In the majority of cases where a site is hacked, it has been because the website owner has not updated their site. With WordPress, there is an option to run updates automatically as soon as they are available. There are potential problems with this, as updates can cause things to break. However, this is likely to be a less significant issue than the consequence of a serious hack.

Website Security

In many cases, the website has been built by someone who may be familiar with building an attractive website. But they perhaps may not have much knowledge of website security. Even if it’s a professional website developer who knows about security, they may have only been employed to create the site. It’s then in the hands of the website owner to maintain it.

Website security is not a single solution. Rather, security is built up of many layers of defence. So if one layer is breached, there are further layers to stop the attack, monitor what is happening and raise the alarm.

Jan’s recommendations

Jan uses many different tools and approaches to protecting his sites and recommends the following:

  • Firewall to protect the whole system:  Wordfence
  • MalCare for Malware Removal
  • For Jan, Cloudflare is the best service ever – he’s a big fan. He uses their DNS on a free plan, although there is a business plan that is not too expensive
  • Contact Form Honeypot when adding extra protection to forms
  • reCaptcha – for those ‘I am not a robot’ tick boxes

Web hosting can also create problems if not done correctly and Jan uses Cloudways and SiteGround.

Passwords

The vast majority of hacks are due to software that should have been upgraded.

After this, the next most common hack is when a hacker gets access to a valid password. Again, there are many ways that you can protect your site.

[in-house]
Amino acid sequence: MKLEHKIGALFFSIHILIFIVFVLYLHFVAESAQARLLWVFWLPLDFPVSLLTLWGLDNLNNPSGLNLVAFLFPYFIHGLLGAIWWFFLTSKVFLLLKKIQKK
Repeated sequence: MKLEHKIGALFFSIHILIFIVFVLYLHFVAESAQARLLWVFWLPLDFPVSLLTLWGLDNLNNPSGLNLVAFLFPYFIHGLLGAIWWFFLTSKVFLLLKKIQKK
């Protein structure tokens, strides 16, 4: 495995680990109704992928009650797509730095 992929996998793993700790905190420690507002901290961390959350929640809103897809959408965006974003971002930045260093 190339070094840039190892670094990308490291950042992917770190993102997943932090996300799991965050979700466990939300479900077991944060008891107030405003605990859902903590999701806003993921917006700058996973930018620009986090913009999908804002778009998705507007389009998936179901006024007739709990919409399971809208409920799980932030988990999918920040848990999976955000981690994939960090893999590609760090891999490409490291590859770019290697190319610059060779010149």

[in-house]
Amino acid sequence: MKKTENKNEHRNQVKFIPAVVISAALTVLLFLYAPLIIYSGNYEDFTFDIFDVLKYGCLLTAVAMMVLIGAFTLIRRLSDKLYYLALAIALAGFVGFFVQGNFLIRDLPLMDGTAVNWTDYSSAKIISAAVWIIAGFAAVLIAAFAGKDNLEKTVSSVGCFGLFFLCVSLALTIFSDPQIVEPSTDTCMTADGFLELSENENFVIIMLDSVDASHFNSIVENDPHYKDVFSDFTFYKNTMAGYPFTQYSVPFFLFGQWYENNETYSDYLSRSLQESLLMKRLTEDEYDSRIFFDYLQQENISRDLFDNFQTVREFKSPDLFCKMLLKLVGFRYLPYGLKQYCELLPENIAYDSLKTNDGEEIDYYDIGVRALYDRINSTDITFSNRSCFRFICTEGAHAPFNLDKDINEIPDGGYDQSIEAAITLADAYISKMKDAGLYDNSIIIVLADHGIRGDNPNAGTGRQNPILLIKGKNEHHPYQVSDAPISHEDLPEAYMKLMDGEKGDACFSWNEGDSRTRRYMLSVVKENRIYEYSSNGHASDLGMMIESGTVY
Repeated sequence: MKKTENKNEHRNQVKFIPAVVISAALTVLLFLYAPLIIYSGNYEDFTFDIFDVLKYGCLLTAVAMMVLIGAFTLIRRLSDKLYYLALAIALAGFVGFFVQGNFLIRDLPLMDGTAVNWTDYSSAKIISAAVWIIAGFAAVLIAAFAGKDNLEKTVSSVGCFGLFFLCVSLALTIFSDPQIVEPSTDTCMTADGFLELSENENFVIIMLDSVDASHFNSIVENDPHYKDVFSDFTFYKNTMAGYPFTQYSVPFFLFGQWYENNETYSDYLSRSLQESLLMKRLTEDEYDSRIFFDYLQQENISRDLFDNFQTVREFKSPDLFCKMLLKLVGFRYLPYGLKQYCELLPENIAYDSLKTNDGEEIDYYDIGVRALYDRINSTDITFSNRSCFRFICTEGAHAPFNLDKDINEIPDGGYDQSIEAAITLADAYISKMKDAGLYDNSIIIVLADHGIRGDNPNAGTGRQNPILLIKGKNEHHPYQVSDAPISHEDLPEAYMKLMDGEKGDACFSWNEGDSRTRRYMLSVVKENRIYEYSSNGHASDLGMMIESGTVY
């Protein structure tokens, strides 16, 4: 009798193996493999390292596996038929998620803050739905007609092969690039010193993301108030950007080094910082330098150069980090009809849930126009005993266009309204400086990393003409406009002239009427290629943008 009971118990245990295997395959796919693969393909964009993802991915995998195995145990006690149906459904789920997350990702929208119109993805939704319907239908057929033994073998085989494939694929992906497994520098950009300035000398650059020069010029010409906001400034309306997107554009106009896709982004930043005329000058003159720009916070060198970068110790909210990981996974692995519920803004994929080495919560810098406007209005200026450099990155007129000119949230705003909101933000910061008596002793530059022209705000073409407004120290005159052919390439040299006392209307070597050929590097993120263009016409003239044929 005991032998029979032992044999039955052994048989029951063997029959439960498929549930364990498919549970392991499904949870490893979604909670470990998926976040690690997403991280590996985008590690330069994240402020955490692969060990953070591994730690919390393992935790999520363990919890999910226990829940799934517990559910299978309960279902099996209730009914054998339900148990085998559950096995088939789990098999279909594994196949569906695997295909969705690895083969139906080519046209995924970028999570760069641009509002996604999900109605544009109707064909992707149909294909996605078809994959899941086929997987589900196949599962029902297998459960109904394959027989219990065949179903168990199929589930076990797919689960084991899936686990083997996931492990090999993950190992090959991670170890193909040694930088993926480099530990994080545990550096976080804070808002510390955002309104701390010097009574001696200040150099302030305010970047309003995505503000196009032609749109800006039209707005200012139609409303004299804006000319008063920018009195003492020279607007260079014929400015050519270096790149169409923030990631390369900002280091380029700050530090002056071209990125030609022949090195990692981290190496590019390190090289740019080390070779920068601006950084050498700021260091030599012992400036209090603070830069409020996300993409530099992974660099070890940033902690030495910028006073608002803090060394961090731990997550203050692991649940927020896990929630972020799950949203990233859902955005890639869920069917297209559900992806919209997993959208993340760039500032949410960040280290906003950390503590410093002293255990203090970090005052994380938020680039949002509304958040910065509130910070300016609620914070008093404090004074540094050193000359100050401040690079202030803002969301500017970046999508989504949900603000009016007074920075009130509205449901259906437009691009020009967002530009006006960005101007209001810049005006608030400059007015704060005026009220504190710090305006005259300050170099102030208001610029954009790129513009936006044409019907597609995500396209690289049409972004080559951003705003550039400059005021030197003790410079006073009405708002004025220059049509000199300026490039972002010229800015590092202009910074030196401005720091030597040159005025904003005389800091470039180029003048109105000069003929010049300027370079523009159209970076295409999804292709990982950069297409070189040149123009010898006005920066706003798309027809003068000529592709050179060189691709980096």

Use unique complex passwords and be careful that these are not recorded in ways that these could be accessed by a potential hacker. Two Factor Authentication (2FA) is a very good way to improve upon this, although Jan warns against using SMS for this as this is now seen as insecure.

What if you get hacked?

Even with the best security, please don’t think that you won’t get hacked. Assume that you will be the subject of a hack, and make a plan for when this happens.

There are firms around that can help with these problems. However, Jan’s recommendation is that if your website is hacked, the best solution may be to replace everything rather than trying to fix the damage that has been done. Of course, this in itself may not fix all the issues, especially if data has been stolen or deleted, as there may be no way of getting it back. If data is accessed, then many people may have to be informed and they may have to take urgent action to protect themselves.

Adopting a damage-limitation approach to data may mean that you don’t keep data that you don’t need and that the data you keep is encrypted where possible.

Data Privacy

This blog is part of my series on Data Privacy. While the dangers of getting hacked should be a big motivator to encouraging you to embrace the concepts behind Data Privacy, it is perhaps not the main reason.

Next week’s blog will be looking at some of the opportunities that a data privacy approach can bring to you and your organization. If you would like me to send you notifications of my blogs, please subscribe to this website and my YouTube Channel.

Posted in Data Privacy, Website Security